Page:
You’ve narrowed your candidate pool down from a mountain of resumes to a handful of top contenders. Your remaining applicants have already been reviewed, interviewed, and vetted by your team, and they all seem talented and friendly. At this point, you’ve reached the final (or nearly final) stage of the selection process: the reference check. But reference checks won’t help much—and they won’t simplify your tough decision—if the voices on the other end of the line are neutral and cagy with the information they choose to share. How can you make the most of a bland reference?
Why Neutral References Cause Concern
Of course, the most encouraging and reassuring references are enthusiastic and voluble. It’s hard to dislike a candidate if her reference bubbles over with praise and doesn’t seem to want the call to end. On the other hand, a reference who mumbles non-committally might 1.) not know the candidate very well, or 2.) might not be personally invested in his or her success. Both of these indicate a potential problem. Instead of hanging up and letting these disinterested supporters off the hook, ask some carefully scripted questions that require thoughtful responses.
Example Questions for Neutral References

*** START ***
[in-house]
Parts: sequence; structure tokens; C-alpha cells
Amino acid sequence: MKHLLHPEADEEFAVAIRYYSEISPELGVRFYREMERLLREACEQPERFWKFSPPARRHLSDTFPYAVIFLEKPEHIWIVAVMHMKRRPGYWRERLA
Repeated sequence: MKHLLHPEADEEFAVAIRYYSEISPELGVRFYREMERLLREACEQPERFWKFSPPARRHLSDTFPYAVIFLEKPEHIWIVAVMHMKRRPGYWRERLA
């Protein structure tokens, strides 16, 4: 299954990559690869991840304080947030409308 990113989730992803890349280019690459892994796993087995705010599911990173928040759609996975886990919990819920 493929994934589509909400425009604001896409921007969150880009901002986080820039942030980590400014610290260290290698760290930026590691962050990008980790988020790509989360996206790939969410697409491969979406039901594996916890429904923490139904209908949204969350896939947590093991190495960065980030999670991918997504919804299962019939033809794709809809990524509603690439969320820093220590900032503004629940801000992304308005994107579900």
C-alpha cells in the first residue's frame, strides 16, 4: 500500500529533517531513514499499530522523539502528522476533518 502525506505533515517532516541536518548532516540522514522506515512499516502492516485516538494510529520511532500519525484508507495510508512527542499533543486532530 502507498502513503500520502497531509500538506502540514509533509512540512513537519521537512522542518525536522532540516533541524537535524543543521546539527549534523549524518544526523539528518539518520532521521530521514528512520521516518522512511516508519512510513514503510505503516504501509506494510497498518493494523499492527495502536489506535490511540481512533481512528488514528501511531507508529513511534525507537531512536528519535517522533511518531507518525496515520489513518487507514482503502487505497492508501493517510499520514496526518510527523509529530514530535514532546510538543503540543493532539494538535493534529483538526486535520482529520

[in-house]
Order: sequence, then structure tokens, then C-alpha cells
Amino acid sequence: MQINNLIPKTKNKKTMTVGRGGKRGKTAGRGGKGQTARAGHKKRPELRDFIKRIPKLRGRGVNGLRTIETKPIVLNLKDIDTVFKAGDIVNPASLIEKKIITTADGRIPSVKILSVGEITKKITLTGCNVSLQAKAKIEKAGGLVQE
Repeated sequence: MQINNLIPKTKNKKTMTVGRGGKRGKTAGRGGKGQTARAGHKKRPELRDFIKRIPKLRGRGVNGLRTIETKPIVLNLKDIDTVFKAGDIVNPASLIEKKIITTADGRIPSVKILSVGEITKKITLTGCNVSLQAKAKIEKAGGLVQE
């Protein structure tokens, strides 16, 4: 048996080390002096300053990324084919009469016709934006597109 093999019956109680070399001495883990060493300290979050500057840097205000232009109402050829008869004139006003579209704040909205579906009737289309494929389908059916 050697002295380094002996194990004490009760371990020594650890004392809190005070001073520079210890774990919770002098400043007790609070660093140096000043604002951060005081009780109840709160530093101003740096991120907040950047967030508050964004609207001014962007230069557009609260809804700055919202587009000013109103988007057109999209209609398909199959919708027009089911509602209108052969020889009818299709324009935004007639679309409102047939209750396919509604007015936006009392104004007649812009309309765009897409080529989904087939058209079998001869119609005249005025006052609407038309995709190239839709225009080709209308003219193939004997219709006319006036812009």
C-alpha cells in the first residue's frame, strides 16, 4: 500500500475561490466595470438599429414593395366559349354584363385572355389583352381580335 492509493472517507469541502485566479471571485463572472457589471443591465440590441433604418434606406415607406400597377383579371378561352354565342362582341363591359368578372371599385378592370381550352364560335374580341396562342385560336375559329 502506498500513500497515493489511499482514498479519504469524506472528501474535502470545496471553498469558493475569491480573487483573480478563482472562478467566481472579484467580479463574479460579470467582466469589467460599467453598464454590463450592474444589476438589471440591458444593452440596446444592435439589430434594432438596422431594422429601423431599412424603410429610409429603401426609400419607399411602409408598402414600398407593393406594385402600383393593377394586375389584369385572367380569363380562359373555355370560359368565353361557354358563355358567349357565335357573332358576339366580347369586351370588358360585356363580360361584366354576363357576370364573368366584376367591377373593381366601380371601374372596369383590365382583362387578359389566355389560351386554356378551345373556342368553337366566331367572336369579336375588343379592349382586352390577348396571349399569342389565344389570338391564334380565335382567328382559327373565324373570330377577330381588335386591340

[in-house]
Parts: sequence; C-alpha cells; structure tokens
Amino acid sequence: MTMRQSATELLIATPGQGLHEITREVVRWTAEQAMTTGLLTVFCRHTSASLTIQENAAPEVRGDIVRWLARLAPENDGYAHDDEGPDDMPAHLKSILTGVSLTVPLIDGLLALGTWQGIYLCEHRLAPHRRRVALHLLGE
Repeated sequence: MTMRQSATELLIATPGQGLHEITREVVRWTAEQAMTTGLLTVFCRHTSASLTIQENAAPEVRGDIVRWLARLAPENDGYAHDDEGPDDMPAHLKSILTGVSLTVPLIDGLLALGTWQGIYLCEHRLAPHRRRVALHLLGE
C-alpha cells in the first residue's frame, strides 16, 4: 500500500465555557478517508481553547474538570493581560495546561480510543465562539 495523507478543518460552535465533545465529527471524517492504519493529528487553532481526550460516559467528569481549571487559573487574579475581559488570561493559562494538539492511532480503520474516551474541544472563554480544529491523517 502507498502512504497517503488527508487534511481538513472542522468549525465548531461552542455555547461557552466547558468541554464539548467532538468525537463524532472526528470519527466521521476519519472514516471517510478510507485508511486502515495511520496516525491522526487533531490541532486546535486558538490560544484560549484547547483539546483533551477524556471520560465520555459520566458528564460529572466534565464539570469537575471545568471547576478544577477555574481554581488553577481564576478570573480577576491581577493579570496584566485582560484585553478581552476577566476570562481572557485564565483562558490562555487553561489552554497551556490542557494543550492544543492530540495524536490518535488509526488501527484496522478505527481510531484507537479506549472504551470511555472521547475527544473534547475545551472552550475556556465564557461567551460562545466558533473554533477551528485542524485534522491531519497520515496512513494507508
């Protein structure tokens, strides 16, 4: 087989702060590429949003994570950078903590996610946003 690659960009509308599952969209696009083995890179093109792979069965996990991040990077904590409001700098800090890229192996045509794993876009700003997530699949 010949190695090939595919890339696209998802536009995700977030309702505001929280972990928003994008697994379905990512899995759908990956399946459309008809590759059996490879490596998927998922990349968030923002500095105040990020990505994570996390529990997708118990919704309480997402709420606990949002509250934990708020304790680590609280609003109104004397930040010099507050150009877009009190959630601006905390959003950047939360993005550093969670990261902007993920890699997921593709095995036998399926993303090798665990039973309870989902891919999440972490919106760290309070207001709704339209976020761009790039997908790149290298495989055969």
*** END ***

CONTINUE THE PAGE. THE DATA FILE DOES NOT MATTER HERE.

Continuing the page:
Don’t just ask easy, yes-or-no questions like “Did you enjoy working with Robert?” or “Was a Sally a competent employee?” Instead, keep your questions open ended. For example: “Can you name one task that you would rather give to someone else instead of this candidate?” or “Can you rate her teamwork skills on a scale of one to ten and explain your answer?”
Watch out for Signs of a Non-Recommendation
Contacts will rarely say anything directly negative about the person in question. They have little to gain by doing this, and taking this questionable path can expose them to backlash and legitimate resentment from the candidate. So any warnings and red flags will usually be veiled in subtle terms. Read between the lines and keep an eye out for condemning statements like these: “Robert completed every task assigned to him.” “Sally was consistent.” “I have nothing bad to say about Edward.”
The Worst Sign
The most neutral, and therefore the most damning, recommendation is no recommendation at all. If your contact doesn’t respond to your messages via phone or email, and doesn’t return your calls or make time for a conversation with you, think twice about the candidate. This kind of avoidant behavior usually means the contact doesn’t want to be placed in an awkward position and would rather remove herself from this person’s professional story. If a single candidate attracts more than one of these non-responses, consider this a strong warning.
For more on how to develop your selection process and choose the best candidate in the applicant pool, reach out to the staffing experts at Cordia.